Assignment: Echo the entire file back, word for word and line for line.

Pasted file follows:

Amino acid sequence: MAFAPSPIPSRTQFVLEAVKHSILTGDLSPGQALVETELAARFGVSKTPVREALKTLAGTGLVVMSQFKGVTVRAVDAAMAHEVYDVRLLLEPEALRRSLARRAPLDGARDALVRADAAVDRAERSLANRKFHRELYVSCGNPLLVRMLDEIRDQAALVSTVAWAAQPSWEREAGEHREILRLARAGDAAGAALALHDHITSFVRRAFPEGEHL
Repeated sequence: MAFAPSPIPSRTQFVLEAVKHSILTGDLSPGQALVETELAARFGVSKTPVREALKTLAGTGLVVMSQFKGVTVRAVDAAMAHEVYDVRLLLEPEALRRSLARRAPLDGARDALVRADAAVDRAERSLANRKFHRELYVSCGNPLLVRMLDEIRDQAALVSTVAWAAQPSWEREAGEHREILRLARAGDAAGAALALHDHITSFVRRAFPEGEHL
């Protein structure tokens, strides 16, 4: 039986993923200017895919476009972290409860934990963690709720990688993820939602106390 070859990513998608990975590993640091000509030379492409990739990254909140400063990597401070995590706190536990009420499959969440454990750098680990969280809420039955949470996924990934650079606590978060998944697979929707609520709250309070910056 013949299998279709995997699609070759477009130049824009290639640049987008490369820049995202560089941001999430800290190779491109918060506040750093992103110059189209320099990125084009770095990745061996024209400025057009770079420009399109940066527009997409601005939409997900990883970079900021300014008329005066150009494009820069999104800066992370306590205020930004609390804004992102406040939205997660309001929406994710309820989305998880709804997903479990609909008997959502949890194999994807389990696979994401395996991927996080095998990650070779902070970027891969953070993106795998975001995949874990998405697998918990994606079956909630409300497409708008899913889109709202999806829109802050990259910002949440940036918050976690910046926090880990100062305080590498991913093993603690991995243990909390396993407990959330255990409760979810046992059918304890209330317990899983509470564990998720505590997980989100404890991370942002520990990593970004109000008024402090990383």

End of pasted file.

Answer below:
Amino acid sequence: MAFAPSPIPSRTQFVLEAVKHSILTGDLSPGQALVETELAARFGVSKTPVREALKTLAGTGLVVMSQFKGVTVRAVDAAMAHEVYDVRLLLEPEALRRSLARRAPLDGARDALVRADAAVDRAERSLANRKFHRELYVSCGNPLLVRMLDEIRDQAALVSTVAWAAQPSWEREAGEHREILRLARAGDAAGAALALHDHITSFVRRAFPEGEHL
Repeated sequence: MAFAPSPIPSRTQFVLEAVKHSILTGDLSPGQALVETELAARFGVSKTPVREALKTLAGTGLVVMSQFKGVTVRAVDAAMAHEVYDVRLLLEPEALRRSLARRAPLDGARDALVRADAAVDRAERSLANRKFHRELYVSCGNPLLVRMLDEIRDQAALVSTVAWAAQPSWEREAGEHREILRLARAGDAAGAALALHDHITSFVRRAFPEGEHL
């Protein structure tokens, strides 16, 4: 039986993923200017895919476009972290409860934990963690709720990688993820939602106390 070859990513998608990975590993640091000509030379492409990739990254909140400063990597401070995590706190536990009420499959969440454990750098680990969280809420039955949470996924990934650079606590978060998944697979929707609520709250309070910056 013949299998279709995997699609070759477009130049824009290639640049987008490369820049995202560089941001999430800290190779491109918060506040750093992103110059189209320099990125084009770095990745061996024209400025057009770079420009399109940066527009997409601005939409997900990883970079900021300014008329005066150009494009820069999104800066992370306590205020930004609390804004992102406040939205997660309001929406994710309820989305998880709804997903479990609909008997959502949890194999994807389990696979994401395996991927996080095998990650070779902070970027891969953070993106795998975001995949874990998405697998918990994606079956909630409300497409708008899913889109709202999806829109802050990259910002949440940036918050976690910046926090880990100062305080590498991913093993603690991995243990909390396993407990959330255990409760979810046992059918304890209330317990899983509470564990998720505590997980989100404890991370942002520990990593970004109000008024402090990383």